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Promoting Reasonable Expectations: Aligning Student and Institutional Views of the College Experience

ISBN: 978-0-7879-7624-8
288 pages
March 2005, Jossey-Bass
Promoting Reasonable Expectations: Aligning Student and Institutional Views of the College Experience (0787976245) cover image


Promoting Reasonable Expectations offers a thorough examination of student expectations of college. The book includes an examination of key issues such as the classroom setting, student services, and campus life. This unique resource contrasts student expectations with their actual experiences and identifies effective strategies for addressing the disjunctions between expectation and reality. Written by leading figures in the field of student affairs and sponsored by NASPA (National Association of Student Personnel Administrators), Promoting Reasonable Expectations offers insights about student expectations as defined by their ethnicity, age, gender, transfer student status, and more. Based on solid research, this groundbreaking book explores why it is useful to consider expectations in the context of student relationships and higher educational institutions. The book also:
  • Outlines what colleges have to do to help create student expectations that are reasonable while simultaneously meeting those student expectations that are fair
  • Reviews student expectations regarding the myriad services that support their learning and the college experience
  • Addresses expectations regarding the cost of higher education and explores the expectations of students and their families compared with the reality of college costs
  • Shows the gap between student expectations of degree attainment as compared to the reality
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Table of Contents


The Authors.

1. Introduction (Thomas E. Miller).

2. Why Should We Care About Student Expectations? (Jeffrey A. Howard).

3. What Students Expect from College and What They Get (George D. Kuh, Robert M. Gonyea, and Julie M. Williams).

4. When Expectations and Realities Collide: Environmental Influences on Student Expectations and Student Experiences (Larry Moneta and George D. Kuh).

5. Campus Services: What Do Students Expect? (Frank P. Ardaiolo, Barbara E. Bender, and Gregory Roberts).

6. Student Expectations About Paying for College: Are They Reasonable? (John H. Schuh and Leah Ewing Ross).

7. Student Persistence and Degree Attainment (Thomas E. Miller).

8. Life After College (Susan R. Komives and Elizabeth M. Nuss).

9. The Influence of Selected Students’ Characteristics on Their Expectations of College (Gwendolyn J. Dungy, Patricia A. Rissmeyer, and Gregory Roberts).

10. Institutional Type and Students’ Expectations (Wilma J. Henry, Penelope H. Wills, and Harold L. Nixon).

11. Expectations of Multiple Publics (Barbara E. Bender, John Wesley Lowery, and John H. Schuh).

12. Perspectives from the Field (Thomas E. Miller and Barbara E. Bender).

13. Conclusion (Thomas E. Miller).

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Author Information

Thomas E. Miller is the dean of students at the Tampa campus of the University of South Florida.

Barbara E. Bender is associate dean of the graduate school and director of the Teaching Assistant Project at Rutgers University in New Brunswick.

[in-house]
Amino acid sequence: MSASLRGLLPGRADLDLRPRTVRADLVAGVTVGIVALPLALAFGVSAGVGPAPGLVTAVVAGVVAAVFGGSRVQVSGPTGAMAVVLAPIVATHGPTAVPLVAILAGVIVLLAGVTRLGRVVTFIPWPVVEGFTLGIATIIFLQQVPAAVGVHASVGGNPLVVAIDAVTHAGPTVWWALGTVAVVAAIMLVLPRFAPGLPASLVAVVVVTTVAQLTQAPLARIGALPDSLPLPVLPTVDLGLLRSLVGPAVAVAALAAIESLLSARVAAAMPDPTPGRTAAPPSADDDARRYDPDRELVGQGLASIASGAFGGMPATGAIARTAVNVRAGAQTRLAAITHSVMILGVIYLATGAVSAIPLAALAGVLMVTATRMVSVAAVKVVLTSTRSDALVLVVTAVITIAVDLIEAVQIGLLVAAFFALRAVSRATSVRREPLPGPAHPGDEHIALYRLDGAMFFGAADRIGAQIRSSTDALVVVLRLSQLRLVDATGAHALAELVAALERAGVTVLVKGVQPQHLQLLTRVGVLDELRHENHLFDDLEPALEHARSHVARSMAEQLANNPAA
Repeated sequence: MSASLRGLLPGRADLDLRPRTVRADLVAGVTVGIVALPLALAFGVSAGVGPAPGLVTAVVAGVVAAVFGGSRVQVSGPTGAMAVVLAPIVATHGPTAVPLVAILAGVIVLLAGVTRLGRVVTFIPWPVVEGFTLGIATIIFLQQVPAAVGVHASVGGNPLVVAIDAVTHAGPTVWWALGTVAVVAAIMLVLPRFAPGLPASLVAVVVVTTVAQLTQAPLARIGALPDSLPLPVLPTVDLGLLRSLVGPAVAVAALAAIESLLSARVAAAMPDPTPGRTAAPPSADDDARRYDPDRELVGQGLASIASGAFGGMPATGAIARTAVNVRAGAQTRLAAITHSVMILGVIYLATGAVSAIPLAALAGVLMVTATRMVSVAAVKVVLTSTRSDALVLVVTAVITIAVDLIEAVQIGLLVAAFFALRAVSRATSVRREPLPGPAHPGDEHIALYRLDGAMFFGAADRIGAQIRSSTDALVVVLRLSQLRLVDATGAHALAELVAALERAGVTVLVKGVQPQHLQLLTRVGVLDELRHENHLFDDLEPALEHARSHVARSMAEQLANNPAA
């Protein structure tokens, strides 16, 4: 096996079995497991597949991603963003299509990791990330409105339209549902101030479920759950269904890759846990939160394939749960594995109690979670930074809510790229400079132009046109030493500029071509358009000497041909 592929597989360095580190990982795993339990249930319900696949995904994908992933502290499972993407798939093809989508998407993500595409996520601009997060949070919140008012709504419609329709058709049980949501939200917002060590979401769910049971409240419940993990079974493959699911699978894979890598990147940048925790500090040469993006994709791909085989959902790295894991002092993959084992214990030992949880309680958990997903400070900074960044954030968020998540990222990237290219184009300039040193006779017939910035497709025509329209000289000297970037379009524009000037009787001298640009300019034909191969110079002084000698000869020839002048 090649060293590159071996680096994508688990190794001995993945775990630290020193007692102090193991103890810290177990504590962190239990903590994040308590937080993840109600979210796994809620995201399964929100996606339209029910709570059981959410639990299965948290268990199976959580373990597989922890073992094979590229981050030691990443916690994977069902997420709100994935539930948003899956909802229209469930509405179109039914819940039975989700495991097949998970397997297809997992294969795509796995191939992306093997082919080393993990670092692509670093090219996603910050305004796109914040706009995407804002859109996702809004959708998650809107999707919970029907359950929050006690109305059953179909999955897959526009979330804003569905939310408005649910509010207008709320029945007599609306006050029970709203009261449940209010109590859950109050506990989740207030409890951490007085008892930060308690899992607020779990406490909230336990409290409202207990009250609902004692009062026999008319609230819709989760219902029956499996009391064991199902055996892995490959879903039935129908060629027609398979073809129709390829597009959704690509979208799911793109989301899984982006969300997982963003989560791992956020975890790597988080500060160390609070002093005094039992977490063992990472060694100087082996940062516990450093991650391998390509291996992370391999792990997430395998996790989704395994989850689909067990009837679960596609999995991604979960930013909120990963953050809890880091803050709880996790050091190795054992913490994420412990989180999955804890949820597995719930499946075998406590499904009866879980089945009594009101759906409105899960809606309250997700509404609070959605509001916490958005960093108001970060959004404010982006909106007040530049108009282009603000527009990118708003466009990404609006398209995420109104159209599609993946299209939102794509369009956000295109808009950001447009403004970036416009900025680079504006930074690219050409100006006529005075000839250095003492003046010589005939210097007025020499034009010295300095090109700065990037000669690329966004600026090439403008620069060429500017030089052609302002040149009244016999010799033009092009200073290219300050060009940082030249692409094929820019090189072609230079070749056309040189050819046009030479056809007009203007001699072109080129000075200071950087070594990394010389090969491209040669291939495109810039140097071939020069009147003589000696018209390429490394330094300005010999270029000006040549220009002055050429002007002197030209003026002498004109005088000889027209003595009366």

John H. Schuh is distinguished professor and chair of the Department of Educational Leadership and Policy Studies at Iowa State University.

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"This is a well-researched and useful book on an increasingly important problem…" (Authors Journal Compilation, Winter 2007)

"The book is an important read for the targeted groups." (Journal of Higher Education, Spring 2006)

"If higher education leaders want to understand how best to deal with the growing and complex challenge of meeting students' expectations, of telling them in detail what they need to know about college life, they’d better read this book. It's a thoughtful volume, rich in research on the large gap between what students expect from college and what they get It deserves a wide audience among presidents, faculty leaders, academic administrators, and student affairs officers."
--Joseph Crowley, president emeritus, University of Nevada, Reno

"This comprehensive and insightful book offers many strategies to assist higher education administrators across all types of institutions and is an excellent teaching and learning resource for faculty and graduate students in higher education. Its information and perspectives on diversity issues in higher education illustrate the critical need for our nation’s campuses to become leaders in perpetuating pluralism in American life."
--Portia H. Shields, president, Albany State University, Albany, Georgia

"Does it matter whether students have high or low expectations for college? Does it matter whether student expectations and their actual experiences differ? These and other provocative questions are addressed in this book with helpful results for educators. Presidents, academic officers, faculty members, and student affairs professionals alike can benefit from the insightful explorations of these topics in this long overdue book."
--Don G. Creamer, professor of higher education and student affairs, Virginia Polytechnic Institute and State University

"This work should be a must-read for all beginning college teachers and academic and student affairs administrators; we can't do anything that makes sense to improve student learning without grappling with the issue of expectations."
--John N. Gardner, executive director, Policy Center on the First Year of College

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